The premier was briefed that the federal government is left with only 30% of its income while the rest is transferred to the four provinces, Azad Jammu and Kashmir and Gilgit-Baltistan governments.

Of the expenditure, Rs2.3 trillion have been proposed for non-development expenses, Rs350 billion for development expenses, and Rs87 billion for other development expenditures.

The economy is expected to grow by 4.5%, inflation estimated to be at 9.5% and debt-to-GDP ratio to be reduced by 3% in the next fiscal.

The proposed overall size of the budget is only Rs170 billion, or 6.6%, higher than the revised budget of the current fiscal.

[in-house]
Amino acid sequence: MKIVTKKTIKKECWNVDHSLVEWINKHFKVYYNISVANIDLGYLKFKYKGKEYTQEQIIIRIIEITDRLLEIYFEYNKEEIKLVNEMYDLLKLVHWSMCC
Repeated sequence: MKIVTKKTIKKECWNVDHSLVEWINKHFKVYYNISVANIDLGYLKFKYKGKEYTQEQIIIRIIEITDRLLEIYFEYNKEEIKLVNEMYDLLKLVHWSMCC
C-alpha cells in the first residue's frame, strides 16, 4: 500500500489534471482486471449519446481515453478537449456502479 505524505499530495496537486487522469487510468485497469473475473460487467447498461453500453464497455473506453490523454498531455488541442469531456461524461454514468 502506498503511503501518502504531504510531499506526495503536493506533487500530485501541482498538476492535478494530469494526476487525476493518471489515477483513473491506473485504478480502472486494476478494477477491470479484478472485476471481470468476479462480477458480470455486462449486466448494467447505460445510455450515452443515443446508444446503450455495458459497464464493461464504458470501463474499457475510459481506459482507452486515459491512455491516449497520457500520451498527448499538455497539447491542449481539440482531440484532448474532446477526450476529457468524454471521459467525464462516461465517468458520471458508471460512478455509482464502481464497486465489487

Government’s priorities

Secretary Finance Wajid Rana briefed the Cabinet that increasing oil prices in the international market, slowdown of foreign loans, bleeding public sector enterprises and power sector are the biggest risks to the next year’s budget.

The premier directed the finance ministry to prioritise minimising of load-shedding in the next year. Information Minister Dr Firdous Ashiq Awan added that if the government failed to curtail the power crisis, the ruling Pakistan Peoples Party will have a hard time at the polls.

The budget strategy paper is subject to changes proposed by Cabinet members, Amin said.

Federal ministers have recommended increasing subsidies, providing ‘relief’ to the agriculture sector by reducing taxes on inputs, and focusing on youth and small and medium enterprises in the country, he said, adding that the premier has called a special Cabinet meeting to finalise the budget.